Equipping CAR T-cells with IL-12 to achieve durable tumour responses in neuroblastoma.

T-cells are special immune cells which can discriminate infected cells from healthy cells. They patrol the body looking for infected cells. Once they spot infected cells, they kill them. 

Project Details

  • Project Title

    Equipping CAR T-cells with IL-12 to achieve durable tumour responses in neuroblastoma

  • Lead Researcher

    Dr Karin Straathof

  • Research Centre

    University College London Cancer Institute

  • City & Institution Postcode

    London, WC1N 1EH

  • Start Date

    3 January 2024

  • Duration

    24 months

  • Grant Amount


Karin Straathof


For many neuroblastoma patients, treatments use high amounts of different chemotherapies which do not result in a cure. For these patients treatments that work in a different way are needed. T-cells are special immune cells which can discriminate infected cells from healthy cells. They patrol the body looking for infected cells. Once they spot infected cells, they kill them. In addition, once they have even when the infection is cleared, they constantly remain on guard to stop the infection from returning.

T-cells usually ignore cancer cells: the cancer cells are not usually noticed by T-cells as they look similar to healthy cells. We can tackle this problem by ‘re-programming” T-cells so they can recognize and kill cancer cells. These re-programmed T-cells are called chimeric antigen receptor T-cells (CAR T-cells) and work very well against blood cancers. However, from clinical studies, we see that neuroblastoma cancers shield themselves from CAR T-cells. We need to equip CAR T-cells with additional abilities (a bit like a power-up in a video game) to overcome this immune shield.

Dr Karin Straathof and her team will develop these ‘powered-up’ CAR T-cells by further re-programming of CAR T-cells making them secrete IL-12, a powerful immune hormone. IL-12 causes inflammation and changes the tumour ecosystem: it converts the cells in the tumour from blockers of CAR-T cells to helpers of CAR-T cells. However, since IL-12 is very powerful, if a lot of it leaks outside the tumour where it can easily send immune cells everywhere into overdrive and make patients very sick. The challenge is to find a sweet spot: make CAR T-cells secrete just enough IL-12 to reset the tumour ecosystem while not enough leaks out so the patient does not get sick. The team have made modified versions of IL-12 which are tuned down. In early experiments, the team have shown that even the most tuned-down versions of IL-12 still have powerful anti-tumour effects but do not cause side-effects. In this project, Dr Straathof and her team will continue to study these new IL-12s and pick the one that will work best in patients. The project will use mouse models who spontaneously develop tumours very similar to neuroblastoma found in patients. In addition, the project will directly test CAR T-cells on intact pieces of neuroblastoma tumour from patients kept alive in a culture system for a few days outside the body. This work will allow the introduction of IL-12 into next-generation CAR T-cell clinical studies for neuroblastoma and other children’s cancers.

What difference will this project make?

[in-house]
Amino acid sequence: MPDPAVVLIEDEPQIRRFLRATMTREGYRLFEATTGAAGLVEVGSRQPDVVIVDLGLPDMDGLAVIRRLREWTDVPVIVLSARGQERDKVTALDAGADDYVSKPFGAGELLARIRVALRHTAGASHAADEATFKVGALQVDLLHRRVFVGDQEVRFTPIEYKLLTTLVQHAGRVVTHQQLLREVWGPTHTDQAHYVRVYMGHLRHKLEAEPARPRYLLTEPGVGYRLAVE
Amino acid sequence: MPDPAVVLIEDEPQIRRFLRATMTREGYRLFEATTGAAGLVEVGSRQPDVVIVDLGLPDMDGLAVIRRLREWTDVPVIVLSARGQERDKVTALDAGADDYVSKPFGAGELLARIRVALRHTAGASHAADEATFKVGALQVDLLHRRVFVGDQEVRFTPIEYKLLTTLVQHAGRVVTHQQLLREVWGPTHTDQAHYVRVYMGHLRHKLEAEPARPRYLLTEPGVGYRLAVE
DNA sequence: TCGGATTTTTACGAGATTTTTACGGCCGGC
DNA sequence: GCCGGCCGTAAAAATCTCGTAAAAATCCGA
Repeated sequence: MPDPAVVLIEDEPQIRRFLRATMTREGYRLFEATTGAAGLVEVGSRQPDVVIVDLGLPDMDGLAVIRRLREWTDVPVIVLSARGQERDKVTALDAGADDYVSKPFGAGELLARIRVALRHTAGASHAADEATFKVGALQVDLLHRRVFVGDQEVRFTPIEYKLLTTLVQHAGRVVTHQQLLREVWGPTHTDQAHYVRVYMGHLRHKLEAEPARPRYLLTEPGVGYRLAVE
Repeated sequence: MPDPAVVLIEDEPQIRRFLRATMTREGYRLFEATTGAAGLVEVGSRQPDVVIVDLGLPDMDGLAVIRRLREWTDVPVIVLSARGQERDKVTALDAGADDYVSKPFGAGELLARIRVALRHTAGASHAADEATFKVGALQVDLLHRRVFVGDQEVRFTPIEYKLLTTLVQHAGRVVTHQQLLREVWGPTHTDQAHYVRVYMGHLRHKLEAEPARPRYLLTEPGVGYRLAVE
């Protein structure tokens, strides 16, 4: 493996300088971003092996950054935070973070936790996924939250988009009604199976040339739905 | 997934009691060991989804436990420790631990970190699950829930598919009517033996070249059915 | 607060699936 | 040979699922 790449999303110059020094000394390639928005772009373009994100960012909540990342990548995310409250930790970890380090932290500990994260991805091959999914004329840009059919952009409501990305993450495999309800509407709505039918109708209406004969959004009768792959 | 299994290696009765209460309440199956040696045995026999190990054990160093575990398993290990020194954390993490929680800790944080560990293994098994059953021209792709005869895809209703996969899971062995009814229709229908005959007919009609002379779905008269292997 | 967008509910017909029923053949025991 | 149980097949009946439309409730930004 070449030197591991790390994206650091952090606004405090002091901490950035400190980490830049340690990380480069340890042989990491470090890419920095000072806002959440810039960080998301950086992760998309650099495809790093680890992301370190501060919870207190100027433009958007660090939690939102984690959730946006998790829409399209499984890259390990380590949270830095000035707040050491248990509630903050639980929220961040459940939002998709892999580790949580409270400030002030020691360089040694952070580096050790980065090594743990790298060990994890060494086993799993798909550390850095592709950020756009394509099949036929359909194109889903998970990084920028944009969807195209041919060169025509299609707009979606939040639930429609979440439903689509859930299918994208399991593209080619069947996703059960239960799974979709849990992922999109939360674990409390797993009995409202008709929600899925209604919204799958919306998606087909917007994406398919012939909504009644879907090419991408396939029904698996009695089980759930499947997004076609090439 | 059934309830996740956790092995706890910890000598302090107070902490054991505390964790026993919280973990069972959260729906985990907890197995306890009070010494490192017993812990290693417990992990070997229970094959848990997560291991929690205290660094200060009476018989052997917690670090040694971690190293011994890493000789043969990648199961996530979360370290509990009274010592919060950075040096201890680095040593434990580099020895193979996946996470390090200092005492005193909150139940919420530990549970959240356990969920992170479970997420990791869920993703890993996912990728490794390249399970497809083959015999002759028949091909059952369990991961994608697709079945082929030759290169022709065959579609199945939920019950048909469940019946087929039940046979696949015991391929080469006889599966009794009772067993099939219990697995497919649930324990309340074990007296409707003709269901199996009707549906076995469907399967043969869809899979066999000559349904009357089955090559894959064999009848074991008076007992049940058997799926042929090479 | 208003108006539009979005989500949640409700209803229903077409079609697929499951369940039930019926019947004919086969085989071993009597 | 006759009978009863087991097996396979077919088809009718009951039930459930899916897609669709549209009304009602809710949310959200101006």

Clinical trial data shows the potential of CAR T-cells to seek out and eliminate neuroblastoma tumours cells. The overall goal is to now develop ‘powered-up’ CAR T-cells which are able to achieve complete and durable responses in patients with neuroblastoma. Here, the team plan to develop such a powered-up CAR T-cell design and generate the required data set to incorporate the IL-12 power-up in a clinical trial they are developing for patients with neuroblastoma. Moreover, Dr Straathof and her team will use the best available and novel testing platforms to predict safety and ability to induce responses in patients. While used here for neuroblastoma, both this testing approach and the concept of using tuned-down IL-12 to power-up CAR T-cells may also be applied to other childhood cancers.

About the Research Team

The investigator team (Dr Karin Straathof, paediatric oncologist at Great Ormond Street Hospital and research group leader at UCL and Dr Martin Pule, director of the UCL CAR T-cell program) are experts in the CAR T-cell research and clinical trial field. This project builds on the experience from their phase I clinical study of GD2-CAR T-cells in patients with relapsed/refractory neuroblastoma.

The investigator team are part of the NexTGen Cancer Grand Challenge (co-led by Dr Martin Pule). This is an international consortium of clinical and basic researchers developing Next Generation T-cell therapies for childhood solid cancers.

This project will benefit from the wealth of expertise it brings together. Collaborator Professor Louis Chesler (Institute of Cancer Research) developed the mouse model of neuroblastoma used for this project. Dr Alastair Hotblack (UCL Cancer Institute) is a highly skilled researcher who will oversee the treatment of mice with different IL-12 powered-up CAR T-cells. Collaborators Prof Sergio Quezada (UCL Cancer Institute) and Dr Kevin Litchfield (UCL Cancer Institute) will lend their expertise in testing new immunotherapies on tumour slice cultures. In other words, together our team will apply the best available animal model and state-of-the-art human tumour slice model to inform the selection of the optimal IL-12 power-up to boost CAR T-cell function.

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